George Herbert’s prayer before preaching

In 1661, the Bishops at the Savoy Conference made a rather pointed comment about the length of some preacher’s prayers. “It is well known,” they complained, “that some men’s prayers before and after sermon have been usually not much shorter, and sometimes much longer, than the whole church service.” (Reliquiae Baxterianae II.245). In their view, “the wisdom of the church” in ancient times was that prayers should be gathered into shorter prayers or “collects” rather than trying to say everything in one long, uninterrupted petition.

Well, one thing you may notice about George Herbert, is that he prays like a Baptist. Beginning with the Majesty of God, he falls to confessing the sin of humanity. He then moves into a rehearsal of the great truths of the gospel, as God in his mercy sent his Son to live and die as one of us, “scorned by the ones he came to save” as a more recent hymn puts it.

He praises God’s mercy and love, and prays for a blessing on all who that day hear God’s word read and preached, everywhere in the world. He then especially prays for the assembled congregation, that God’s word would accomplish its purpose in their lives, and he be enabled to speak as he should. “Teach me, that I may teach them,” he asks. He ends by leading the people in the Lord’s Prayer, before finally preaching his sermon.

It’s a great model prayer, if a little wordy. Let’s pray (for 5 minutes)…

The Author’s Prayer before Sermon
O Almighty and ever-living Lord God! Majesty, and power, and brightness, and glory! How shall we dare to appear before your face, who are contrary to you, in all we call you? For we are darkness, and weakness, and filthiness, and shame. Misery and sin fill our days. Yet you are our creator, and we your work. Your hands both made us, and also made us lords of all your creatures; giving us one world in ourselves, and another to serve us. Then you did place us in Paradise, and were proceeding still on in your favours, until we interrupted your counsels, disappointed your purposes, and sold our God, our glorious, our gracious God for an apple.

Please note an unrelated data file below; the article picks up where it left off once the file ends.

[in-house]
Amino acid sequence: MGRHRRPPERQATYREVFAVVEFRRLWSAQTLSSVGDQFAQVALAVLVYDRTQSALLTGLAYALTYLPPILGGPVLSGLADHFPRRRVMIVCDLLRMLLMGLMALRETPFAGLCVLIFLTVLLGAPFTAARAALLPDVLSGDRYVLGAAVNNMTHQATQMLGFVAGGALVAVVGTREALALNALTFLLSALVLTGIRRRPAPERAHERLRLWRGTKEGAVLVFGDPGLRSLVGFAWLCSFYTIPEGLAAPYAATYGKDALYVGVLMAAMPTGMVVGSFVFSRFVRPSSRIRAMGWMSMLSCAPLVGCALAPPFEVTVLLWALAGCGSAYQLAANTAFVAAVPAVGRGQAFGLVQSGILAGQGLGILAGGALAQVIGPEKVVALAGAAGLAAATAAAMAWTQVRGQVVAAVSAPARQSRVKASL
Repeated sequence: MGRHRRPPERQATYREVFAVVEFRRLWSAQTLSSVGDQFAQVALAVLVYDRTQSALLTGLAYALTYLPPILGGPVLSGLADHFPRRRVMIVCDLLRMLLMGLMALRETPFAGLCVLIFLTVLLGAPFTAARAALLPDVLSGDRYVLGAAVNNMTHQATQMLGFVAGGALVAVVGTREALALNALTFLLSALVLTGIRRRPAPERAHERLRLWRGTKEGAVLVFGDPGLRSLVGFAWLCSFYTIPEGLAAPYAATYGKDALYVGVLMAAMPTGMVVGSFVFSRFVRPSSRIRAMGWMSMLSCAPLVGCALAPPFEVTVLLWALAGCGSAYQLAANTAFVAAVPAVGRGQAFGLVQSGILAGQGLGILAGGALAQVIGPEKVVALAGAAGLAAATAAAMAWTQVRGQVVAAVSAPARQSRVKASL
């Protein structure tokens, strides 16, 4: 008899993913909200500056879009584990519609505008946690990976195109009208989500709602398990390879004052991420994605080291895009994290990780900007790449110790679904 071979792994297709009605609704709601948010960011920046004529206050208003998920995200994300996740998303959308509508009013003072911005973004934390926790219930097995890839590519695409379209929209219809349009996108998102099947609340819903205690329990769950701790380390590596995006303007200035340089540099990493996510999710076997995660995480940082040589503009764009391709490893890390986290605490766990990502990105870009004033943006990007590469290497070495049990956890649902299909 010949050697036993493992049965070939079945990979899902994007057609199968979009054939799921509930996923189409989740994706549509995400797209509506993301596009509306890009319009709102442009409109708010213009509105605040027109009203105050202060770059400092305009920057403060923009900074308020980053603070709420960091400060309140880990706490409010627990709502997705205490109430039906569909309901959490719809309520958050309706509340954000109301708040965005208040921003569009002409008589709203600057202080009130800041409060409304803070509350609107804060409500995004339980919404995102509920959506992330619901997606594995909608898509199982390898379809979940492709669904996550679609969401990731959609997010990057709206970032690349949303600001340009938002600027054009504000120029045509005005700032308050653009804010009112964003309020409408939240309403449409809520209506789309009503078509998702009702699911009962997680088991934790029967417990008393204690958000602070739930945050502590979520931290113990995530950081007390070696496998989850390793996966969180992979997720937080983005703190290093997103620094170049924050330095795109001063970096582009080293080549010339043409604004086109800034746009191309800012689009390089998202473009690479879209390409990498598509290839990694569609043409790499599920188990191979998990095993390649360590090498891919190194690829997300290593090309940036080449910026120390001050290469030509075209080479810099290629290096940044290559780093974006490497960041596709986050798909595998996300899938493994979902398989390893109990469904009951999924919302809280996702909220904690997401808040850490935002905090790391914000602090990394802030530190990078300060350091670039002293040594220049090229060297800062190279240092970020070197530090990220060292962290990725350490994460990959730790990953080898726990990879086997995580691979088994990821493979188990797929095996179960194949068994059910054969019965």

O write it! O brand it in our foreheads for ever. For an apple once we lost our God, and still lose him for no more — for money, for meat, for diet. But you Lord, are patience, and pity, and sweetness, and love; therefore we sons of men are not consumed. You hast exalted your mercy above all things; and have made our salvation, not our punishment, thy glory: so that then where sin abounded, not death, but grace superabounded; accordingly, when we had sinned beyond any help in heaven or earth, then you said, “Lo, I come!” Then did the Lord of life, unable of himself to die, contrive to do it. He took flesh, he wept, he died; for his enemies he died; even for those that derided him then, and still despise him.

Blessed Saviour! Many waters could not quench your love! Nor no pit overwhelm it. But though the streams of your blood were current through darkness, grave, and hell; yet by these your conflicts, and seemingly hazards, did you arise triumphant, and therein made us victorious.

Neither does your love yet stay here! For this word of your rich peace and reconciliation, you have committed not to Thunder, or Angels, but to silly and sinful men: even to me, pardoning my sins, and bidding me go feed the people of thy love.

Blessed be the God of Heaven and Earth! Who only does wondrous things. Awake therefore, my Lute, and my Viol! Awake all my powers to glorify you! We praise you! We bless you! We magnify you forever!

And now, O Lord, in the power of your victories and in the ways of your ordinances, and in the truth of your love, Lo, we stand here, beseeching you to bless your word, wherever spoken this day throughout the universal Church. O make it a word of power and peace, to convert those who are not yet yours, and to confirm those that are. Particularly bless it in this your own Kingdom, which you have made a land of light, a store-house of your treasures and mercies.

O let not our foolish and unworthy hearts rob us of the continuance of this your sweet love. But pardon our sins, and perfect what you have begun. Ride on Lord, because of the word of truth, and meekness, and righteousness; and thy right hand shall teach you terrible things.

Especially bless this portion here assembled together, with your unworthy servant speaking unto them. Lord Jesu! Teach me, that I may teach them. Sanctify and enable all my powers, that in their full strength they may deliver your message reverently, readily, faithfully, and fruitfully. O make your word a swift word, passing from the ear to the heart, from the heart to the life and conversation, that as the rain returns not empty, so neither may your word, but accomplish that for which it is given.

O Lord hear. O Lord forgive! O Lord, hearken. And do so for your blessed Son’s sake, in whose sweet and pleasing words, we say, Our Father, &c.

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